At the Winter School there are the usual social media tool tutorials (and the occasional tool requiem), but also continued attention to thinking through and proposing how to work with social media data. There are also empirical and conceptual projects that participants work on. Projects from the past Summer and Winter Schools include: Detecting Conspiratorial Hermeneutics via Words & Images, Mapping the Dutchophone Fringe on Telegram, Greenwashing, in_authenticity & protest, Searching constructive/authentic posts in media comment sections: NU.nl/The Guardian, Mapping deepfakes with digital methods and visual analytics, “Go back to plebbit”: Mapping the platform antagonism between 4chan and Reddit, Profiling Bolsobots Networks, Infodemic everywhere, Post-Trump Information Ecology, Streams of Conspirational Folklore, and FIlterTube: Investigating echo chambers, filter bubbles and polarization on YouTube.

Organisers: Lucia Bainotti, Richard Rogers and Guillen Torres, Media Studies, University of Amsterdam. Application information at https://www.digitalmethods.net.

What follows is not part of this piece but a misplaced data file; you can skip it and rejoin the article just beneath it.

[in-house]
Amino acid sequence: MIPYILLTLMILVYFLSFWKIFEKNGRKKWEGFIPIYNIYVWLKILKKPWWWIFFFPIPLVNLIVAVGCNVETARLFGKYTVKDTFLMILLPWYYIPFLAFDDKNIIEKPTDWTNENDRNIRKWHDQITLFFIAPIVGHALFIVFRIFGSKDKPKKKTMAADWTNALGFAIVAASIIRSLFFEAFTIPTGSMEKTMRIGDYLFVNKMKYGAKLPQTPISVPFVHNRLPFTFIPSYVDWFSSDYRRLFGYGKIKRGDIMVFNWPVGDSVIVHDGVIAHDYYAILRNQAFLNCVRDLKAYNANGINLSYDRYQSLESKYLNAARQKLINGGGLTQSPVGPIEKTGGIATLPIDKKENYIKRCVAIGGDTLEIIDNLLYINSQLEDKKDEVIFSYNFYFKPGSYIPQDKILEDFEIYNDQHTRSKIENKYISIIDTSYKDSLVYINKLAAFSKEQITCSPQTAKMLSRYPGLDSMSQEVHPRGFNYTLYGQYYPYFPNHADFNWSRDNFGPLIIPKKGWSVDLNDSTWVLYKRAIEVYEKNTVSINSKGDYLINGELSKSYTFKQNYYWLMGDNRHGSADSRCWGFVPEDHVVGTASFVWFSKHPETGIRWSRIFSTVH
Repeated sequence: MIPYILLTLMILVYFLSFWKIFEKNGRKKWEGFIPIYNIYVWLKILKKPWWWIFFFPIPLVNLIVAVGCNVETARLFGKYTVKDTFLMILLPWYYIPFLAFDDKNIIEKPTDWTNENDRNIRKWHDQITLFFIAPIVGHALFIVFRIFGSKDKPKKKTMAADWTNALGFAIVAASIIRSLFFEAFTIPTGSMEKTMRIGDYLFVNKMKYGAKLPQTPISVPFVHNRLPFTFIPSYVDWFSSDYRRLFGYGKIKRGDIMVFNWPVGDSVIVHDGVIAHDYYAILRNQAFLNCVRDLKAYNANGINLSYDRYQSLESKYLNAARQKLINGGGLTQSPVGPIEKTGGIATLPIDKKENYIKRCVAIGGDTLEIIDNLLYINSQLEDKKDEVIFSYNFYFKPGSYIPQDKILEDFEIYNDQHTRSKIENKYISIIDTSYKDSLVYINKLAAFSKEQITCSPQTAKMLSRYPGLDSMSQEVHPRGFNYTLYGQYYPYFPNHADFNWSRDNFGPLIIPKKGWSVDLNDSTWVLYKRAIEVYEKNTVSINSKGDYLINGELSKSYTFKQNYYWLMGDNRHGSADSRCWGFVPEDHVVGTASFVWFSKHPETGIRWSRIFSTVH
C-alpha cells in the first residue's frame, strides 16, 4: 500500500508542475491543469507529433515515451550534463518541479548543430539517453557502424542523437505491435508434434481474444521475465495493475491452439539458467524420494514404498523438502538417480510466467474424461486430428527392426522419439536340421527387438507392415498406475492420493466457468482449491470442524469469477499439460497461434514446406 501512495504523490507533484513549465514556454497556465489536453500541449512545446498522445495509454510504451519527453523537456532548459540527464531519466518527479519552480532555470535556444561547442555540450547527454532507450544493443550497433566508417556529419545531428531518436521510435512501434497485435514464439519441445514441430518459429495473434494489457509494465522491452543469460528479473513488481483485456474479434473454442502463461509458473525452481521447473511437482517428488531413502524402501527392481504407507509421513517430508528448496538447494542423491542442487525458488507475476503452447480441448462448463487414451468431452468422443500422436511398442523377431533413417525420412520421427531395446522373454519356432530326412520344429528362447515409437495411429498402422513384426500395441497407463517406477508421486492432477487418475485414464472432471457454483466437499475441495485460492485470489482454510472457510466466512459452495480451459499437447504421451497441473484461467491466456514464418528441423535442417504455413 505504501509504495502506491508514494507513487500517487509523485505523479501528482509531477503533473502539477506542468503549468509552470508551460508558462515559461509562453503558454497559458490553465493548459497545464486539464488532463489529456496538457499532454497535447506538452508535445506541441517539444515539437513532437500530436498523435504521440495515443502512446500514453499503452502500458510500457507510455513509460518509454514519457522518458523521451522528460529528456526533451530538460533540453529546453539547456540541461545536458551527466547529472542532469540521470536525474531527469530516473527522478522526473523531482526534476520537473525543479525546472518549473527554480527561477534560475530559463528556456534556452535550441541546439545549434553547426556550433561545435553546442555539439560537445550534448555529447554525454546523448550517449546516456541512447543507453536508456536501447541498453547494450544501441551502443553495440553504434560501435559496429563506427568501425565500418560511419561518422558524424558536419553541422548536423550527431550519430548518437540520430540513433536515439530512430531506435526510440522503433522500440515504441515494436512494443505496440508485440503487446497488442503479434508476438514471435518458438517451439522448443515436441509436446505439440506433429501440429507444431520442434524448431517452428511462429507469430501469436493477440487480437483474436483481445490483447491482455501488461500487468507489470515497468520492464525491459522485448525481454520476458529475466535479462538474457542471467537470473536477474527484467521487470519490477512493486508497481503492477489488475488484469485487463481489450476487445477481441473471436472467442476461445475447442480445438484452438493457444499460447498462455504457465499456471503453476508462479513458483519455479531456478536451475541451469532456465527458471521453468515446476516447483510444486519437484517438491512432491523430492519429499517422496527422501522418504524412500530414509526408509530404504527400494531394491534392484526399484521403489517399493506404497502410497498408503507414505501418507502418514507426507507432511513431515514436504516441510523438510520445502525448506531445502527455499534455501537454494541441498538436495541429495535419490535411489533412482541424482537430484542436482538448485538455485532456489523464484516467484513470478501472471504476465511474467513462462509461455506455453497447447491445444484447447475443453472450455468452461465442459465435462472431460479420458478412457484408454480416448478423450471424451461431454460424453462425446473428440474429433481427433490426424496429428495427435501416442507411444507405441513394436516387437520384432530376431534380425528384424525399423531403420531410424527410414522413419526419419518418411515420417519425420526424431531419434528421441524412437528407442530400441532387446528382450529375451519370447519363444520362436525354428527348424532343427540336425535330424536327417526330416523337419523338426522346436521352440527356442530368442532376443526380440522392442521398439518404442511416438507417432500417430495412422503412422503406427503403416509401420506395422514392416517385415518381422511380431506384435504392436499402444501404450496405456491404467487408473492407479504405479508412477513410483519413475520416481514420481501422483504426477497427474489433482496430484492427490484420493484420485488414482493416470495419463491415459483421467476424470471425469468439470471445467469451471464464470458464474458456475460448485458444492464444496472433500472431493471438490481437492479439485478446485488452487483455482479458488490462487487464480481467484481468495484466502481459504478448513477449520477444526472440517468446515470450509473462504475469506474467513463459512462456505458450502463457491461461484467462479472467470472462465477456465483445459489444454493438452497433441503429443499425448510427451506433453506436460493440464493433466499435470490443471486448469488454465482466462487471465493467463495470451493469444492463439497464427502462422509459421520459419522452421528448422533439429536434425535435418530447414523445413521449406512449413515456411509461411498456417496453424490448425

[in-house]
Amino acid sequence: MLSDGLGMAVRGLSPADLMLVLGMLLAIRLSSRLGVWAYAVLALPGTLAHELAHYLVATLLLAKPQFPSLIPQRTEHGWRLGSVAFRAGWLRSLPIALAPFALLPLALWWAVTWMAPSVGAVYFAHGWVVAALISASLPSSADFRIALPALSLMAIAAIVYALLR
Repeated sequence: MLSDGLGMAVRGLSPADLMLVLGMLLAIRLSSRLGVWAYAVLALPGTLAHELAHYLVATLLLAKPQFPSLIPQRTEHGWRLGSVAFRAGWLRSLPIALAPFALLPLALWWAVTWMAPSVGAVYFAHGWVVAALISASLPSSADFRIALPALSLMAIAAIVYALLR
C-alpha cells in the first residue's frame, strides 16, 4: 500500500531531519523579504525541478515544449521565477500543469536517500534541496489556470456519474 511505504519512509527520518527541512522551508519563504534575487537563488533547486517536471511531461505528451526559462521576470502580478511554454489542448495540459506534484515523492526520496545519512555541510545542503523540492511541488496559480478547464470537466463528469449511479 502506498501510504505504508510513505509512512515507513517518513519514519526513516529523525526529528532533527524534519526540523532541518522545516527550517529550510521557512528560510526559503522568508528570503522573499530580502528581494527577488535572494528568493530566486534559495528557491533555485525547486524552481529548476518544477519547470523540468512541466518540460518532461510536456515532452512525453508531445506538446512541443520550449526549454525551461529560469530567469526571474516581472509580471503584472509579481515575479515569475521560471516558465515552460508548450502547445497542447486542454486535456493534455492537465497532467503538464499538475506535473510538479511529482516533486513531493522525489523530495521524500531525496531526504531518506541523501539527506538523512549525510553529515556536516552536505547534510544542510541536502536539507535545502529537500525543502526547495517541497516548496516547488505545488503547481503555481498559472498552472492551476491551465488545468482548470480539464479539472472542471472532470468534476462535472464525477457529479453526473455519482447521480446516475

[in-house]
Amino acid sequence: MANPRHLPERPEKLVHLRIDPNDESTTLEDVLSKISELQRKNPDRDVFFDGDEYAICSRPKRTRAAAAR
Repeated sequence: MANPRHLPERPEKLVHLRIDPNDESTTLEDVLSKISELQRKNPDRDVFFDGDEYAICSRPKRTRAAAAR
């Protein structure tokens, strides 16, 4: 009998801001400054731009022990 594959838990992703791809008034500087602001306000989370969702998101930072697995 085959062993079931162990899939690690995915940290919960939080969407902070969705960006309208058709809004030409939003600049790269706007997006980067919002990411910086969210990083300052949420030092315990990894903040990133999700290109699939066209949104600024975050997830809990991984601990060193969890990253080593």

Applications: Key Dates

There are rolling admissions and applications are accepted until 25 November 2021. To apply please send a letter of motivation, your CV, a headshot photo, 100-word bio as well as a copy of your passport (details page only) to winterschool [at] digitalmethods.net. Notifications of acceptance are sent approximately one week after application. Final notifications on 26 November. The full program and schedule of the Winter School are available by 17 December 2021.